Glengorm Castle was built in 1860 and sits on a headland north of Tobermory. The castle, which is still a family home, offers five roomsand guests have full use of the main hall, library and dining room. An ideal location for those seeking peace and a rural retreat. There are many lovely walks in the nearby, and marsh fritillary butterflies and slender scotch burnet moths have been recorded in the locality. Tobermory is also close by offering a wide range of dining opportunities.
A walk through spruce plantation to a lovely remnant of oak woodland.
Most of the walk is on a forest tracks through a plantation of mainly Sitka spruce with scattered rowan, bird cherry, willow and hazel. The verges support bluebell, creeping and meadow buttercups, tormentil, greater stitchwort, violets, self heal, germander speedwell, as well as male fern, butler fern and hard fern. The forest track crosses several small streams on route, some lined with alder.
The remnant of oak woodland supports some fine specimens of oak, with ash, rowan, holly and alder, as well as scattered birch, beech and hawthorn. There are also some lovely stands of hazel, and willow is found in the damper areas. The understorey is combination of heather, bilberry and hard fern, with tormentil, bluebell, wood sorrel, violets, yellow pimpernel, wood spurge, wood sage and honeysuckle, as well as some lovely male ferns. There is also some bracken encroachment. The mature oak trees are variously strewn with bryophytes and lichens according to the local microclimate.
The verges, woods and heath provide nectar sources for a range of butterflies and day-flying moths, including speckled wood, chequered skipper, pearl bordered fritillary, small pearl bordered fritillary, green hairstreak, green veined white, Scotch Argus, large heath and the day flying moth argent and sable. Look out for pine marten scats.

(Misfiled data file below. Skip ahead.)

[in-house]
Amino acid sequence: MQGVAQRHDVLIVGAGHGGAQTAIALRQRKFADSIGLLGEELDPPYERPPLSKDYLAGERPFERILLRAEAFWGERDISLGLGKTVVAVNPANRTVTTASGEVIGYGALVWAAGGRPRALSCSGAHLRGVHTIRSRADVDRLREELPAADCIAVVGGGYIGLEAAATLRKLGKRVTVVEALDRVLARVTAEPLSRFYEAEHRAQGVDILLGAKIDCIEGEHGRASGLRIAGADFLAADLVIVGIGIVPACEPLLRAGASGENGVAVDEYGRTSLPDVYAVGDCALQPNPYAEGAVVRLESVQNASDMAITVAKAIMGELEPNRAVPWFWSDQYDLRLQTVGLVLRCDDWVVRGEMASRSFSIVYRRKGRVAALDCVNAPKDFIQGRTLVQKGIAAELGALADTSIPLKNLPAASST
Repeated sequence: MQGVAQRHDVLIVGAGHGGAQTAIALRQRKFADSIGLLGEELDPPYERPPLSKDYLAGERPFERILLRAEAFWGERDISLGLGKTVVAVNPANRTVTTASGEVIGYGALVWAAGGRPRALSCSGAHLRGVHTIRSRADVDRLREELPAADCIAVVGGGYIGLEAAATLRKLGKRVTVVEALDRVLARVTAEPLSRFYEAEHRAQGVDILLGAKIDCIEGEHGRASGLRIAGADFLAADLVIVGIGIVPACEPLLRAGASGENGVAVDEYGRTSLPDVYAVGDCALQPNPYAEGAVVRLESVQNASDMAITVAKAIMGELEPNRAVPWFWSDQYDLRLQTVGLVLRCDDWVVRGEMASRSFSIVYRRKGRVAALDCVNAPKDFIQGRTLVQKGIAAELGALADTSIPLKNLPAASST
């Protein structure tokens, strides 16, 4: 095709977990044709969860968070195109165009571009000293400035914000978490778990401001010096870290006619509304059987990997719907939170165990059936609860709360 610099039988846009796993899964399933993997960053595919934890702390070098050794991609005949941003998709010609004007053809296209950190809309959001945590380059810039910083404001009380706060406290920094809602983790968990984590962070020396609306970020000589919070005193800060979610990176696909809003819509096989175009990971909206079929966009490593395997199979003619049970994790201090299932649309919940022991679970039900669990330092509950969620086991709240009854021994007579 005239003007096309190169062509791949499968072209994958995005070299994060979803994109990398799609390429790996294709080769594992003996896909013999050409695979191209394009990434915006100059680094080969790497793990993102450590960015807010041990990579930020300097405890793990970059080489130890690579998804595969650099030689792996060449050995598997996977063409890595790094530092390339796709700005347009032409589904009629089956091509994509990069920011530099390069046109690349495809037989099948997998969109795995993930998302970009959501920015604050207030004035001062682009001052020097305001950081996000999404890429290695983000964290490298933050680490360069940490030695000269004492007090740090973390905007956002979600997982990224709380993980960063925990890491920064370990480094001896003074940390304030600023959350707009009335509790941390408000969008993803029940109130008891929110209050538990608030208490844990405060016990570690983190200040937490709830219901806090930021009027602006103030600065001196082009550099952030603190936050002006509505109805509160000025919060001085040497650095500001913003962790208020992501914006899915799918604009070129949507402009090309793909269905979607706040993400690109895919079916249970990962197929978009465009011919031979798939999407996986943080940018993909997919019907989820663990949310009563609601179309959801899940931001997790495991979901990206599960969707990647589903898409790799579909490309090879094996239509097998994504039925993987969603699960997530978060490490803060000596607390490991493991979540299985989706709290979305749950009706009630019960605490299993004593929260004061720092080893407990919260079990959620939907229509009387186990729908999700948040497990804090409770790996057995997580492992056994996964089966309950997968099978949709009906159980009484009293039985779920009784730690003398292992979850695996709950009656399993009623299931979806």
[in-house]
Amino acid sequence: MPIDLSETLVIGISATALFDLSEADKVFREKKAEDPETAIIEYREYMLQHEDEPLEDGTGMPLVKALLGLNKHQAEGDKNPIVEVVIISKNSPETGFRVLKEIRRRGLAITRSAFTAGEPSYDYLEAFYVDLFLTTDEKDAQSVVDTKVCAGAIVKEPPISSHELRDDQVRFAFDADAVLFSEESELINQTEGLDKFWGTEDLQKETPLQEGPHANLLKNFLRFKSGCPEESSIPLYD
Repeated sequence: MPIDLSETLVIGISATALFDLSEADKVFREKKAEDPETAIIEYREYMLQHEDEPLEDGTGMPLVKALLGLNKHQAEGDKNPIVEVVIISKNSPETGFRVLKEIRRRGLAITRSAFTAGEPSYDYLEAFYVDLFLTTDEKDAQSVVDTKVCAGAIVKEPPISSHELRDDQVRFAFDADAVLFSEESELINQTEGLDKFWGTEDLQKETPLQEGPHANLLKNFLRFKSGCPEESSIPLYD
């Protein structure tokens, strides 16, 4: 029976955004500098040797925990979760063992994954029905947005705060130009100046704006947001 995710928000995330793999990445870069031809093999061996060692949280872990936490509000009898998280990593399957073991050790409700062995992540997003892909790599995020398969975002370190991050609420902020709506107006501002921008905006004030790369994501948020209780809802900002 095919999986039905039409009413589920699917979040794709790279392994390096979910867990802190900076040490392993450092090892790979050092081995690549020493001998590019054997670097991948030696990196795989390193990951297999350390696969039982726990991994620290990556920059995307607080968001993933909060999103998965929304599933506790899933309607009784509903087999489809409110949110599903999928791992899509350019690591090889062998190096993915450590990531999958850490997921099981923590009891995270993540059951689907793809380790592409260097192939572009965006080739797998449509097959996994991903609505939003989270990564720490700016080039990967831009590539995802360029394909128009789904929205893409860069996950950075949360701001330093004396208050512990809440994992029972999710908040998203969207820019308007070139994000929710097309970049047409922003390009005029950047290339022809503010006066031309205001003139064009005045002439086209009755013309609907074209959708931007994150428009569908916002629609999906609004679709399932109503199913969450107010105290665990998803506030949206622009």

Listen out for a range of migrant and resident woodland species.
Look out for dipper and otter along the banks of the River Loy. Erracht oak woodlands is stunning is Spring, however, it should be noted that is a fairly long walk to access the small section of oakwood.
1. Take the track from the road (B8004) just east of the River Loy. Veer right at the house and park in one of the designated spaces in the small car park.
2. Pass through a small metal gate by the cattle gird and ascend on a forest track through Sitka spruce plantation. Where the two paths diverge, take the path to the left (the lower track). Later, bear right, ignoring track on the left.
Eventually the plantation gives way to a lovely section of ancient oakwood. Shortly after a small steam take a small gravel path up into the woods on the right. This is a lovely section of the walk.
3. At the end of the short meandering loop through the woodland, turn left and head back along the forest track for a short distance, passed the entrance to the forest loop. Shortly after this, take the small gravel path on the right that descends through another section of the woodland. Take time to relish the beauty of the woodland.
Alternatively you can either turn right for a short detour from the short loop by continuing to walk to the end of the forest track to see some calcareous flora along the verges and look out for a variety of butterflies. Pass through a deer gate, with oakwood on left and open deforested area on right. Return by the same route.
4. Turn left at T junction as the track skirts the banks of the boulder strewn River Loy a grassy verged track. The track soon disappears into coniferous plantation, with only the rustle of the river remaining until it is lost completely as the path diverges away.
5. The track ascends gradually until it reaches a T-junction. At the T-junction turn right and continue on the track through the plantation.
6. Continue straight on where two paths meet and descend to the car park.
starting grid ref:
- there and back